Blood: The Essential Fluid To Fuel Life

Abdullah Al Moinee

29 November, 2018 12:00 AM printer

Blood: The Essential Fluid To Fuel Life

Life is a fusion of organized organic systems which are webbed and fueled by means of blood circulation. Blood is the fluid that transports energy, nutrients, metabolic waste, and essential biomolecules to all tissues and circulates in the heart, capillaries, arteries and veins carrying oxygen to and carbon dioxide from the tissues of the body. In terms of anatomy and histology, blood is considered as a specialized form of connective tissue, given its origin in the bones and the presence of potential molecular fibers in the form of fibrinogen.

In ancient time humans must have realized the significance of blood. They must have observed that the loss of blood usually leads to death. So, the transfer of blood from one person to another is an ancient idea. In 1492, the first reported blood transfusion occurred. The transfusion was done on Pope Innocent VII in Rome. His doctors advised to transfuse blood from three healthy individuals as a therapeutic measure for his illness. However, the outcome of this blood transfusion was not successful and the Pope died soon after. William Harvey, an English physician discovered how blood circulated around the body, with the heart pumping blood into the body through the arteries, and the blood returning back to the heart through the veins in 1628. Later, in 1665, the first successful blood transfusion was recorded. Experiments were done by an English physician, Richard Lower, who transfused blood from one dog to another. Most of the dogs survived the transfusion.

Blood is circulated around the body through blood vessels by the pumping action of the heart. In animals with lungs, arterial blood carries oxygen from inhaled air to the tissues of the body, and venous blood carries carbon dioxide, a waste product of metabolism produced by cells, from the tissues to the lungs to be exhaled. Blood is composed of blood cells suspended in blood plasma in vertebrates. Plasma, which constitutes 55% of blood fluid, of which approximately 92% is water.  Blood plasma also consists of hormones, glucose, proteins, gases, electrolytes, nutrients, blood cells themselves. The blood cells are mainly red blood cells (RBCs) or erythrocytes, white blood cells (WBCs) or leukocytes, and platelets or thrombocytes. Red blood cells perform many important functions within the body. RBCs fuel the supply of nutrients such as glucose, amino acids, and fatty acids and removal of waste such as carbon dioxide, urea, and lactic acid. The immunological functions and detection of foreign material by antibodies are bolstered by the white blood cells. The defensive system is thus formed by the WBCs. White blood cells are responsible for fighting viruses, bacteria and other infectious diseases. They also fight cancer cells and other unwanted material that enter human body. Platelets are completely different and are responsible for blood clotting whenever bleeding occurs because of a cut. Platelets functions on coagulation as the response to a broken blood vessel for the conversion of blood from a liquid to a semisolid gel to stop bleeding.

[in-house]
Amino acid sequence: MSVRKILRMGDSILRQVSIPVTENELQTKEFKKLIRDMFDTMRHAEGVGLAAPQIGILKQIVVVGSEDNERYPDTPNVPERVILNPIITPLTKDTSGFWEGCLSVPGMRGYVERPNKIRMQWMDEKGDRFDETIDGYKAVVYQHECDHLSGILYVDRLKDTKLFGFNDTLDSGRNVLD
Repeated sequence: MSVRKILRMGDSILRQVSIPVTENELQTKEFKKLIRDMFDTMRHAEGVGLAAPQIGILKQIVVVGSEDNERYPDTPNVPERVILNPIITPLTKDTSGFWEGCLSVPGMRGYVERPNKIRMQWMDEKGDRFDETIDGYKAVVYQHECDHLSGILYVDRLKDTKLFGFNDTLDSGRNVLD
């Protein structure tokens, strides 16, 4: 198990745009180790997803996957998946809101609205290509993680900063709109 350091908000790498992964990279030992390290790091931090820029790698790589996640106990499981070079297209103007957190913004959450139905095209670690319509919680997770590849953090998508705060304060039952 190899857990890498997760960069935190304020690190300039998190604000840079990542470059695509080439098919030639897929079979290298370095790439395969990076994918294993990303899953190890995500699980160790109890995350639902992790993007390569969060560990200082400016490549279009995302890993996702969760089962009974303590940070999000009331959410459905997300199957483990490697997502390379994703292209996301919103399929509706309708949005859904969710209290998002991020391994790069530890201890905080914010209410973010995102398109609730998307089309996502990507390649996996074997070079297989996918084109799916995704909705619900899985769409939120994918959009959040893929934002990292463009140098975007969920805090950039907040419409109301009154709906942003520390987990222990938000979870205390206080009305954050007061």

Hemoglobin is the principal determinant of the colour of blood in vertebrates which is contained by RBCs. Hemoglobin is an iron-containing protein, which facilitates oxygen transport by reversibly binding to this respiratory gas and greatly increasing its solubility in blood.

Blood contributes for 7% of the human body weight. The average adult has a blood volume of roughly 5 litres, which is composed of plasma and several kinds of cells. It has to be noted that an adult body has 100,000 kilometers or 60,000 miles of blood vessels running throughout the body. The only place where blood cannot be found in human body is the cornea (eye) because cornea is capable of directly extracting oxygen from air. Scientists have come up with a method that can be used to send oxygen directly to blood without using the lungs.


(The writer is a chemical engineer.)